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The views expressed are those of the author and do not necessarily reflect the views of ASPA as an organization.
By Susan Paddock
November 22, 2016
The responsibility of managers – perhaps the most important responsibility – is to ensure and improve both individual and organizational performance. There are many ways to improve performance. One often tried by managers is to change the structure.
Changing structure may mean only moving employees between units, and renaming those units. This usually is akin to rearranging the deck chairs on the Titanic, for little if anything changes in the way individuals work for or relate to the organization and it may ignore that the ship is critically damaged. Other structural changes may include increasing or decreasing the number of employees, the number of operational units, or the number or nature of job tasks.
Significant structural change, however, consists of changing the fundamental ways in which the organization approaches, completes and reviews work. This kind of change affects leadership behaviors, organizational processes and individual employee expectations.
Such a fundamental structural change is happening in Las Vegas, Nevada. The Clark County School District (CCSD), the fifth largest in the United States, serves over 320,000 students in 357 schools. It is a district where students fall well below national averages on achievement tests and graduation rates.
The district has tried many approaches to resolving this performance problem. It has graded schools, creating report cards common in performance management systems. It has provided additional funding (and additional school days) to low-performing schools, akin to increasing funding or personnel to low-performing units in other organizations. Although CCSD student performance has improved slightly, it has remained intractably low.
The 2016 Nevada state legislature ordered the district to be divided into smaller, more manageable units, with the goal of increasing student performance. The most recent response to that mandate has been to identify each school as an operational unit, with a measure of independent governance and budgeting authority. This is a significant change.
Such a noteworthy transformation in any organization requires:
These and other related changes require, above all, substantial training and professional development. Everyone who is a part of the organization or served by it must gain a greater understanding of both the unit’s and the larger organization’s objectives, goals and functions. Everyone must be willing adapt to new roles—to think of the unit as an island where everyone has a part in its survival.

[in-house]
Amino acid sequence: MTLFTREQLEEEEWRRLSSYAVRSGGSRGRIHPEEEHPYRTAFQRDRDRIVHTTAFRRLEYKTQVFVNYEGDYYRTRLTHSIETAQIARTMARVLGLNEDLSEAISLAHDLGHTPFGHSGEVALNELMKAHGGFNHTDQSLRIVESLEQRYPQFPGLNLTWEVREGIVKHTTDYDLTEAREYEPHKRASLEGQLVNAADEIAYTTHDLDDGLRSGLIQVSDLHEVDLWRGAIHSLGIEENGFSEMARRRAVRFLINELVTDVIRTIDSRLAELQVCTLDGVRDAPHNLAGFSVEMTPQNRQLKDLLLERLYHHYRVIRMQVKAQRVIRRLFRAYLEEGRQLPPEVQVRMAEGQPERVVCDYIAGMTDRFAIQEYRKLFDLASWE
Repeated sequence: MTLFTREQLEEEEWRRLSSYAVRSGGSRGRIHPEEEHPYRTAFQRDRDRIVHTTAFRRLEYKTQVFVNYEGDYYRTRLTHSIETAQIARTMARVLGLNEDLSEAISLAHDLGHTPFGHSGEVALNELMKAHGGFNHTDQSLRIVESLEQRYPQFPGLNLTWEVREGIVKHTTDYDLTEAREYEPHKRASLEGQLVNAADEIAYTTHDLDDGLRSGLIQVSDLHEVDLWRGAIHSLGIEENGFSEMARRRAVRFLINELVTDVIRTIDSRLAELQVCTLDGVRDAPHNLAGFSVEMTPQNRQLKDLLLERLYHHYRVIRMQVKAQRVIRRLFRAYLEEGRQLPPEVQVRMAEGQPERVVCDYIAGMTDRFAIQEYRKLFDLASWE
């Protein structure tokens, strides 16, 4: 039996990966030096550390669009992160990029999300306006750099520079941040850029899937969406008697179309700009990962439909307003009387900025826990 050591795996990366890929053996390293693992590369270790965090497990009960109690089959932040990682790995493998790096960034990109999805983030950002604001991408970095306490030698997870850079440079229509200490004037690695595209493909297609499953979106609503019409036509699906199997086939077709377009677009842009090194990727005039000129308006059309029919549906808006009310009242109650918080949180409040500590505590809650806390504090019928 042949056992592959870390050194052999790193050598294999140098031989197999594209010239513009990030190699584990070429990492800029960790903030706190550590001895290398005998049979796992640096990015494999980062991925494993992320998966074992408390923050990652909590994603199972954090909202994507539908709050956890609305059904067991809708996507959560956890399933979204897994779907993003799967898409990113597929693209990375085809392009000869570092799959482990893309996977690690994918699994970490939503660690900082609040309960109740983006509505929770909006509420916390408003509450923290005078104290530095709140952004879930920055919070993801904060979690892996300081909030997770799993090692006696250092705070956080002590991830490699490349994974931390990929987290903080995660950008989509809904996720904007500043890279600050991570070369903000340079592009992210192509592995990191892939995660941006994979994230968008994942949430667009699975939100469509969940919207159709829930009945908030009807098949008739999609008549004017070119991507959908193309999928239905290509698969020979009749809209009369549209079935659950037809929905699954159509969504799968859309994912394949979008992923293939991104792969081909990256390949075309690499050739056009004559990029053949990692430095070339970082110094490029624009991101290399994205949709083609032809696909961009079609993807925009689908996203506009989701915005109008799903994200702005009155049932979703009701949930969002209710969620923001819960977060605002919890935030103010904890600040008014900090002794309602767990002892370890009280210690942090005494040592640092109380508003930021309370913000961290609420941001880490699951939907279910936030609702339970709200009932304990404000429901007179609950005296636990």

The leader who traditionally has related to employees one-on-one (for example, the principal visiting classrooms) will begin to relate to teams and team-based decisions. Employees (teachers) who are accustomed to focusing on their own work (their classrooms) will need to appreciate the work of others, the relationship between their work and others’, and how resources are allocated. Clients (parents) who have been concerned about their own issues (their children’s performance) must learn ways to support the performance of the organization in general, recognizing that individual and organizational performance are linked.
These are both new skills and new attitudes. Everyone must find answers to the question, “What can we do here and now to improve the performance of this organization?” In addition, people must answer the question, “How will this new way of doing things change not only what I do but also what I think about who I am and my relationship and responsibility to others?”
Teaching and learning new skills is relatively easy compared to learning new attitudes, yet for structural change, it is attitudes that can lead to success or failure.
Too often, we anticipate that structural changes will lead directly to performance improvement but, as the CCSD example suggests, structural change is just the beginning point. We fail when we spend more time thinking about new organizational charts, new policies and procedures and new reporting and accountability mechanisms than we do about helping those responsible for implementing the change on a day-to-day basis to adapt to the new expectations. This takes time and focused effort.
Author: Susan Paddock is a University of Wisconsin-Madison emeritus professor who lives and works in Las Vegas, Nevada. She is the former director of Certified Public Manager programs in Arizona and Wisconsin; has published in the areas of leadership, organizational development and human resources; and is an active student and researcher on what works in current or emerging organizational settings. Email: [email protected]